Starring: Timothee Chalamet, Armie Hammer, Michael Stuhlbarg
Directed by: Luca Guadagnino (“A Bigger Splash”)
Written by: James Ivory (“Maurice”)
As the calendar turns to a new year and the quality of box office options are about the plummet, the one savior is the slow roll of award-worthy films slowly leaking their way to wider releases. Next up for audiences is the highly-acclaimed love story “Call Me By Your Name.”
In the Summer of 1983, Elio (Timothee Chalamet) is in Italy with his parents. His father, who is a college professor, has a student intern named Oliver (Armie Hammer) come to live with them in their summer home. As Elio shows Oliver around town and spends time with him socially, he begins to realize that he has deeper feelings for him. As he expresses this, he finds out that Oliver may feel the same way as the two head down the path of summer love.
The acting is across the board phenomenal, but much of the credit deserves to go the Chalamet, who plays the part to perfection. The role calls for much internal conflict and Chalamet has a piercing empty stare that is simultaneously expressionless and emotes deep agony. Beyond that, he’s magnetic and endlessly likeable, two qualities that will serve him well in almost any role in what is sure to be a bright future. Hammer, for his part, is great as well, as the confident Oliver. In a relatively low-key role, veteran actor Michael Stuhlbarg plays Oliver’s father. It’s a role that is solid throughout, but absolutely comes to life in a monologue later in the movie that is, hands down, the best scene of the movie and possibly the best bit of acting of Stuhlbarg’s career.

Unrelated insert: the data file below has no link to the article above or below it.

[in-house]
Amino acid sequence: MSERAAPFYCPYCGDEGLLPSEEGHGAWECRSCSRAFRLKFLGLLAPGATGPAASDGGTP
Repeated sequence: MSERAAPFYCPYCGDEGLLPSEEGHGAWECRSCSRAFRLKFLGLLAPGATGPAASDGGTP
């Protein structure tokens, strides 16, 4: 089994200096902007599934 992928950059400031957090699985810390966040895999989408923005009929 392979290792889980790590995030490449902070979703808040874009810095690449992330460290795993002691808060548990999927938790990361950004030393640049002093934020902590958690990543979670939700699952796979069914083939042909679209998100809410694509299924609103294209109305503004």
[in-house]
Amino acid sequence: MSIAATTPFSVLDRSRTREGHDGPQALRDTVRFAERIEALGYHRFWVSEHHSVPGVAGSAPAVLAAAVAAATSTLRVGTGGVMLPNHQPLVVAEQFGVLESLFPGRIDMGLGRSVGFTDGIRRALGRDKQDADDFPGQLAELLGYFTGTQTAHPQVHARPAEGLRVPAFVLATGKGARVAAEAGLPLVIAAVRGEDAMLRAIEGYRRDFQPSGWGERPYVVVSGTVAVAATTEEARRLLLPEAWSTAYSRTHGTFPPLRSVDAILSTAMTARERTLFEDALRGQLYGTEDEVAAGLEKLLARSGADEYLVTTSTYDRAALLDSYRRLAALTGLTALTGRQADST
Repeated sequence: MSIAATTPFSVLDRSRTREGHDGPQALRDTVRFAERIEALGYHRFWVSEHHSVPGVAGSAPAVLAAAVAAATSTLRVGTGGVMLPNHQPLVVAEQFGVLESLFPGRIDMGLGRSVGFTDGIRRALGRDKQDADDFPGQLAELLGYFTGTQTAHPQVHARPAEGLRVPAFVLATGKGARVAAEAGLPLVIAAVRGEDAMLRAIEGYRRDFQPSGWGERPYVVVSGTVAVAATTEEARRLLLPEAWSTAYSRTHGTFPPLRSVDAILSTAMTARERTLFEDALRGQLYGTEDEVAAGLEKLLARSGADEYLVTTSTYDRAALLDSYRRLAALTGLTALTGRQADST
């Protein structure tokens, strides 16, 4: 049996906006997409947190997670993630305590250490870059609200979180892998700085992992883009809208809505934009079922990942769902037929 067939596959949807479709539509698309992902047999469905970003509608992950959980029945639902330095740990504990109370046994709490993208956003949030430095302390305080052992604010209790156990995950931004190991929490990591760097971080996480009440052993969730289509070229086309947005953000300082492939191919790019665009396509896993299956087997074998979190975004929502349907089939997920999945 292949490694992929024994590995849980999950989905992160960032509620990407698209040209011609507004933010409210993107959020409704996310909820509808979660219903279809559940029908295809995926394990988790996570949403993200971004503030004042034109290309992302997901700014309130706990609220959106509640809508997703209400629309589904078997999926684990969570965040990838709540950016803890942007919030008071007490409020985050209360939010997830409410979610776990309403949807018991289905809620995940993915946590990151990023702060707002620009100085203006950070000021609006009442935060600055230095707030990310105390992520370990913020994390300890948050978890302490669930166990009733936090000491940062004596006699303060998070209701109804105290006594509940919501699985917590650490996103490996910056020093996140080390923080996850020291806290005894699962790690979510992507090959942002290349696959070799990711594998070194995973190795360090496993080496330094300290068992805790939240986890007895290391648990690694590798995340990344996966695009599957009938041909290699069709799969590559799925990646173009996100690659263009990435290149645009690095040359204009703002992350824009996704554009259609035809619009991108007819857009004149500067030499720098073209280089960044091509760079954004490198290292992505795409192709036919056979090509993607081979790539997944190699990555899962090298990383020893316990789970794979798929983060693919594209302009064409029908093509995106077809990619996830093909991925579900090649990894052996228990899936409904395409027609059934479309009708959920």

The ever evolving relationship between Elio and Oliver is at the center of the film and takes a more slow-burn approach. This allows for the film’s earlier moments to showcase gorgeous views of Italy and all of the care-free summer activities it has to offer. Even though they drift apart for various reasons (some of them intentional), Elio and Oliver eventually find themselves drawn back to one another, which is where the film takes off. The film almost takes a different tone altogether at that point, switching from a snapshot of summer life and fun to the intricacies and courtship of a new relationship, especially one which features so much self-discovery.
So often in modern “forbidden” love stories, the relationships feel more lustful than full of love and thus the films emotional moments feel unearned. That is not the case with “Call My By Your Name.” Perhaps it’s the slow build and push and pull of Elio and Oliver’s relationship, but there is not one false note between them in the entire movie. Sure, their sense of attraction is palpable, and there is plenty of sexual discovery, but their sense of true connection is even more powerful as the relationship feels less like a summer fling and more like two souls uniting. Elio and Oliver’s relationship is almost doomed to fail just by design and circumstances. There is something intrinsically beautiful, however, about two people who put their entire beings into a relationship they know can’t work. That pure display is exactly why “Call Me By Your Name” is a transcendent love story.